Council President Keith King is at it again. At a specially called Council meeting Monday afternoon, King came prepared to present Council with a proposed resolution “concerning the proposed City for Champions.” He also plans to name a “code review committee.”
The proposed resolution seems to be an attempt by King to wrest control of the C4C process from Mayor Steve Bach, giving Council the power to modify, postpone indefinitely or even kill the entire package.
Interestingly, it appears that King may totally misunderstand C4C’s proposed financial structure. In an email, he noted that only three projects will need public funding, citing as his source a front-page article in Sunday’s Gazette.
President King, you can’t believe everything you read in the newspaper! The Gazette article stated that “City for Champions four tourism projects … have received a commitment of $120.5 million in state sales tax money. That leaves about $130 million to be raised in public or private money to build the four venues.”
In reality, the $120.5 million is not a cash grant from the state, but a projected state sales tax revenue increase attributable to the four projects over a 30-year period. Revenue bonds can be issued secured by the “tax increment,’ but not for the full $120.5 million. City forecasts call for realizing $47.5 million from bonds secured by the state sales tax increment.
In case you’re counting, that’s about $73 million short of $120.5 million.
Given that simple fact, it’s clear that some degree of local public funding will be necessary for both the Olympic Museum and for the downtown sports/events center — unless private donations produce far more than projected. The sports/events center will require direct support, while the museum will benefit indirectly from a proposed $51.5 million in southwest downtown urban renewal area improvements. Absent such improvements, the Olympic Museum might sit forlornly in a sea of blight.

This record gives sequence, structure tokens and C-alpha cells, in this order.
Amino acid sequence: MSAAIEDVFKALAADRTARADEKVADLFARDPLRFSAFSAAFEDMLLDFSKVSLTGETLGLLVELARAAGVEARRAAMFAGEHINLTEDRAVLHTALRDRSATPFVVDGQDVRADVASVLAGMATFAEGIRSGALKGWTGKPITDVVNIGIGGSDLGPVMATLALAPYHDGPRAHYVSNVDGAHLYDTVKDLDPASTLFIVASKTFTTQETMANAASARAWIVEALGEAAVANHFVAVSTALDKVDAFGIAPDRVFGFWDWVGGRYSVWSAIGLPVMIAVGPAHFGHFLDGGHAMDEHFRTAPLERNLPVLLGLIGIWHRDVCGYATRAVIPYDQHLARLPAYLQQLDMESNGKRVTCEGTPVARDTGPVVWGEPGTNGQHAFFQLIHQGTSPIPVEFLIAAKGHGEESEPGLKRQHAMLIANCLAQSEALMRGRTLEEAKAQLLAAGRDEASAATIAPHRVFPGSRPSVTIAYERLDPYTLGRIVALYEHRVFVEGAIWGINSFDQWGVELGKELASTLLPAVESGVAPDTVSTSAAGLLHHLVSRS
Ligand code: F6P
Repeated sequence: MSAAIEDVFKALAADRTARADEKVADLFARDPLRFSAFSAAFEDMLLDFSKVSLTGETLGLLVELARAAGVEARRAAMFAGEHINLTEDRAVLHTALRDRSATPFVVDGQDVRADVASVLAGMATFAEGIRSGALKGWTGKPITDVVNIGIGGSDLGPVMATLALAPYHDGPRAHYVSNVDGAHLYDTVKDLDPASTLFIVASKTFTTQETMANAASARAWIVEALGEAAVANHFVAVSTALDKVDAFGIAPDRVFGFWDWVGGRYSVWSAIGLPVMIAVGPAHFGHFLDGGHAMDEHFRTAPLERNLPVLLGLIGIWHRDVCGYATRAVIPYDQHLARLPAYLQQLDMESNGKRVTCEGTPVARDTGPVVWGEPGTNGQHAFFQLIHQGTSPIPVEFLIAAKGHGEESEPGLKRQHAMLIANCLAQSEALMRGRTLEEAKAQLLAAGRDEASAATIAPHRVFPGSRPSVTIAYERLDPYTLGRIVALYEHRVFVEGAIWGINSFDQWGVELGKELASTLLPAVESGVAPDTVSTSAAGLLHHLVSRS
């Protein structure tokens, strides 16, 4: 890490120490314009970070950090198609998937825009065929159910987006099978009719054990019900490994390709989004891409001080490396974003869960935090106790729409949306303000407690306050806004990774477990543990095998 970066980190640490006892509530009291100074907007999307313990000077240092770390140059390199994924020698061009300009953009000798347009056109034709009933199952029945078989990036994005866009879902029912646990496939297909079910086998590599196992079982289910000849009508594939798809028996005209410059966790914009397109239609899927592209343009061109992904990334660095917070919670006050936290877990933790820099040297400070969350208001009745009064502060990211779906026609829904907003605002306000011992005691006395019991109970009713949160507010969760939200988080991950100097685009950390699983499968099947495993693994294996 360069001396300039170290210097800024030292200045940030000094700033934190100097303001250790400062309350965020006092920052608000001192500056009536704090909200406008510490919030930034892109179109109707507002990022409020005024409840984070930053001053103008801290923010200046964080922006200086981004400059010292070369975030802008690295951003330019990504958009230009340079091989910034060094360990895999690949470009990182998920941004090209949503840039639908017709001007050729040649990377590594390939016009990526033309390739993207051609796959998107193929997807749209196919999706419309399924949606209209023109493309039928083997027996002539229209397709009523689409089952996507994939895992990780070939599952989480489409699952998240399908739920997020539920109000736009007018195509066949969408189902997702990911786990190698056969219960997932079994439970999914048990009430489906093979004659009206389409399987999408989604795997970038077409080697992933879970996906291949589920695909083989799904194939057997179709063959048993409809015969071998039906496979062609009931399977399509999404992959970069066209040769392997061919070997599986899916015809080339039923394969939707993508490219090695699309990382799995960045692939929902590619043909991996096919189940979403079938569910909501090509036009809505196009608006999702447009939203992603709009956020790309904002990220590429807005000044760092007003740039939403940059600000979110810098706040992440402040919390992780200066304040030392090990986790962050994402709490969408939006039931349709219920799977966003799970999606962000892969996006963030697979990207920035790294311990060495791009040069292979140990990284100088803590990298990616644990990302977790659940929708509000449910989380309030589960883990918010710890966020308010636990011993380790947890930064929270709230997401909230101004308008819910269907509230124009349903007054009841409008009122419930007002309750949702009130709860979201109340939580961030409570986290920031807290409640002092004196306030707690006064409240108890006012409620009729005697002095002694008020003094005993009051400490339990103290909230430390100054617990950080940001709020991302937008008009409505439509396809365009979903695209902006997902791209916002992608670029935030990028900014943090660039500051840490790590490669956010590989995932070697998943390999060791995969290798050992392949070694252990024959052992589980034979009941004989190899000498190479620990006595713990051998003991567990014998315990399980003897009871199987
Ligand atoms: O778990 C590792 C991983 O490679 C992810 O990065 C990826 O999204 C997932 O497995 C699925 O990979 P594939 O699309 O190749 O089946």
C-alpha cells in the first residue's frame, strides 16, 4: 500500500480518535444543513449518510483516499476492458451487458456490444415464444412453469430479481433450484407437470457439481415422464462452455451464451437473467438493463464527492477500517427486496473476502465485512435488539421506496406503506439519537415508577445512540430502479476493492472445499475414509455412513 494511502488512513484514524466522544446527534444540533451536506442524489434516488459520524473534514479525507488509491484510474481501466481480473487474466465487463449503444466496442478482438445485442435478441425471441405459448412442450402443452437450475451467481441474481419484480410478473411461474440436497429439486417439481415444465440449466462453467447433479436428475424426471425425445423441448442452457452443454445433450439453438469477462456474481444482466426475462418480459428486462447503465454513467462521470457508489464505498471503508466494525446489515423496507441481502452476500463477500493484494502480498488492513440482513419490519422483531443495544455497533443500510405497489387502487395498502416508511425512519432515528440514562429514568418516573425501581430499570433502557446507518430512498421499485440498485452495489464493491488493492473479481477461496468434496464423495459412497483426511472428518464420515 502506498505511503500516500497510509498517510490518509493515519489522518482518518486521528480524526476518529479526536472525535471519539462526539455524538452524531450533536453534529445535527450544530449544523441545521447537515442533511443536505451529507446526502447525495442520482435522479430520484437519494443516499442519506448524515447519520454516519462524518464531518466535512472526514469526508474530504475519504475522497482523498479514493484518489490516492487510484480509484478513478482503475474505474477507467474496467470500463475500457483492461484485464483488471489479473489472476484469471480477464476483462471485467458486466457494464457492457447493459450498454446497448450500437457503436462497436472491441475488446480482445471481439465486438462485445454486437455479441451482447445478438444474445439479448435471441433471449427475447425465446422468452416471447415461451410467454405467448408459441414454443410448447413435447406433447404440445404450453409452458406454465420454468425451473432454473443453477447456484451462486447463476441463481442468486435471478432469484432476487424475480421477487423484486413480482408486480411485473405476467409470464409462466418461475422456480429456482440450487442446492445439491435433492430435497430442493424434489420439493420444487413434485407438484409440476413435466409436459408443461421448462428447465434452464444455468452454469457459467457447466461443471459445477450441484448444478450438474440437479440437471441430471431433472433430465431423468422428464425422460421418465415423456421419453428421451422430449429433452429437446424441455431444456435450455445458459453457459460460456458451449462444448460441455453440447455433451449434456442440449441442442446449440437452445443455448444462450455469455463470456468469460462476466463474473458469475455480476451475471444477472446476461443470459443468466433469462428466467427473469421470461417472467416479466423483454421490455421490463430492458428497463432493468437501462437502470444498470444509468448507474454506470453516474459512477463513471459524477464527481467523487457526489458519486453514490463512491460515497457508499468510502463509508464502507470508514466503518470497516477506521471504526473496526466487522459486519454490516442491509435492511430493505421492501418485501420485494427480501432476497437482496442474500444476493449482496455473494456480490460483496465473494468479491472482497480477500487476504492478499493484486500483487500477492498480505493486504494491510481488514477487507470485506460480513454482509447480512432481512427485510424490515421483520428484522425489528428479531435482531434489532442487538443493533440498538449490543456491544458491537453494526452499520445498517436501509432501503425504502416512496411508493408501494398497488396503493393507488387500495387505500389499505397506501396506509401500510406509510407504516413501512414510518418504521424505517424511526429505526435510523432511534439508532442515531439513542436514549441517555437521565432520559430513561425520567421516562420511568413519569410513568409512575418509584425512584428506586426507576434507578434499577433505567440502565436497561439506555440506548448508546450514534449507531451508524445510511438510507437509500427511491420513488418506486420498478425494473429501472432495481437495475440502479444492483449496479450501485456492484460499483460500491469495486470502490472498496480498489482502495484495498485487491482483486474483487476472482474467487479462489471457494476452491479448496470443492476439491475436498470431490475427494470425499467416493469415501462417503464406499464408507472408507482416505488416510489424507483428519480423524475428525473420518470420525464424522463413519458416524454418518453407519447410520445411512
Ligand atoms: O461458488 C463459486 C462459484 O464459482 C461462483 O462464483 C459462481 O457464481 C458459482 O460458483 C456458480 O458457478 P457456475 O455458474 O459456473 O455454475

King will also present his plan to name a “Blue Ribbon Council-Mayor City Code Review Committee.” He’s not asking for Council approval, arguing that he as Council president has the power to form committees and appoint the members thereof. This committee, to be chaired by former State sen. Andy McElhany, will also include former County Commissioner Jim Bensberg, former City Attorney Pat Kelly, Kevin Walker and Sarah Jack.
It couldn’t be more different from charter review committees of years past, which were comprised of diverse groups of city leaders without visible political agendas. This “blue-ribbon” group appears to be entirely comprised of confirmed or likely Bach enemies and/or King allies. They’re uniformly competent, but likely inclined to support King’s oft-stated plans to clip Mayor Bach’s wings. It’ll be surprising if King doesn’t get exactly what he wants from them – after all, why appoint a committee if they’re going to go off the reservation?